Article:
Use Field Test Mode to See True iPhone Signal Strength as Numbers Instead of Bars
Field Test Mode is a hidden feature on the iPhone which allows you to see technical details of the device, the most useful of which is the true signal strength displayed as a number rather than the traditional signal bars. We’ll show you exactly how to enable Field Test Mode to be able to see the real cellular signal from your iPhone, and also how to read the numbers so that you can understand what is a good cell signal vs a bad one. It only takes a minute or two, and it’s easy to reverse back to normal, so try it out!
Entering Field Test Mode on iPhone
This will work on any iPhone model except the original:
- From the iPhone keypad, dial *3001#12345#* and hit “Call”
You will immediately see the signal numbers in the upper left corner, and you can tap around the menus to discover other random features and information that is generally meaningless outside of cell technicians and field operators. If you hit the Home button you’ll quit out of Field Test and the signal indicator will return to bars rather than the signal numbers, but it’s easy to always see the numbers too as described below.
Enabling Signal Number as Reception Indicator Rather Than Signal Bars
To always see the signal numbers rather than the signal bars, you’ll use the Force Quit app function to kill Field Test when it’s open:
- Dial *3001#12345#* and hit “Call” if you haven’t done so already to launch Field Test
- Now hold down the Power button until the “Slide to Power Off” message appears, then release the Power button and hold the Home button until Field Test quits
- Tap the signal bars or signal numbers to switch between the two
To remove the tap-to-switch signal indicator ability, you can either reboot the iPhone or go back into Field Test and close out of it as usual.
How to Read the Field Test Signal Indicator Numbers
The numbers don’t follow a scale that makes much sense to normal people, but the lower the number (in other words, the more negative) the worse the signal, and the higher the number (less negative) the better.
- Anything above -80 is good, and would be considered full bars
- Anything below -105 is bad, and would be considered few bars
For example, a signal number of -105 is considerably worse than a signal of -70. You’ll generally find that anything approaching -100 or lower is fairly bad reception, while anything above -80 is usually good, and if you tap the number signal it’s usually shown as full bars. The full range of the signal numbers extends from -40 to -120, with -130 being a nearly impossible number to see because it means no reception, and -40 would be about the strength you’d get being right alongside a cell tower. Technically, the number goes all the way to -140, but you will almost never see that because it basically means there is no signal to speak of, and most users will see -120 or -130 before it switches over to the “No Service” indicator instead.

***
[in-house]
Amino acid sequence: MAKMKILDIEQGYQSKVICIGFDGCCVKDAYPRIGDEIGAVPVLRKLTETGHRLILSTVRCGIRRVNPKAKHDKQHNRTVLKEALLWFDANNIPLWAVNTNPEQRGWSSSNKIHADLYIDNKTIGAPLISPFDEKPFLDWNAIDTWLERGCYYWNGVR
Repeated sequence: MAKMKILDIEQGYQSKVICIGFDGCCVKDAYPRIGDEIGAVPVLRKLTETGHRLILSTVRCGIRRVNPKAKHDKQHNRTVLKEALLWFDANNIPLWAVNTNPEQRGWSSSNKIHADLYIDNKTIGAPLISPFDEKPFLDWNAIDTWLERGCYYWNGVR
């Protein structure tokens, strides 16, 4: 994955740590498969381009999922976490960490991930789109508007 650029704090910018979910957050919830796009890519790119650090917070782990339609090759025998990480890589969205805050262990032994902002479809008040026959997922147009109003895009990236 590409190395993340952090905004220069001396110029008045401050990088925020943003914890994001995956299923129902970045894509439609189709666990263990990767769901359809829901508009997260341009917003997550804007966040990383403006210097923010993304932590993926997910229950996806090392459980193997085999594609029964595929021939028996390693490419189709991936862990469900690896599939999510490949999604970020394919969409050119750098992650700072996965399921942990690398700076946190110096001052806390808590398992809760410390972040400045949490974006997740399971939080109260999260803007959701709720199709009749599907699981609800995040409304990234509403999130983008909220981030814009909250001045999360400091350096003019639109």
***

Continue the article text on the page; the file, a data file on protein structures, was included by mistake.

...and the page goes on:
Once you get the hang of reading the numbers, you’ll find it’s much more accurate, and it becomes easier to predict when you may drop a call or start to get a bad signal or connection, which creates the weird artifacts and sounds on phone calls, often before it starts to cut out or even drop completely. That typically starts happening around -110 or so, before dropping the connection or call completely if it hits -120 to -130.
If you’re having any problems getting this to work, or you want to see how to do this yourself before jumping in, watch the video below:
This is actually a fairly old hidden feature that works on any iPhone running iOS 4.1 or later, but we’ve had a lot of questions about it recently due to several recent iPhone tip screenshots showing the signal numbers. Basically all of us here at OSXDaily have these signal numbers shown full time on our phones for a variety of reasons, and so you will commonly see them in articles around here.
For those who use Personal Hotspot often, or just for the geekier folks among us, it can be fun to test the mobile download speeds using apps like Speed Test with these signal numbers visible, because it can help to find optimal signal locations and device placement for the best possible speeds.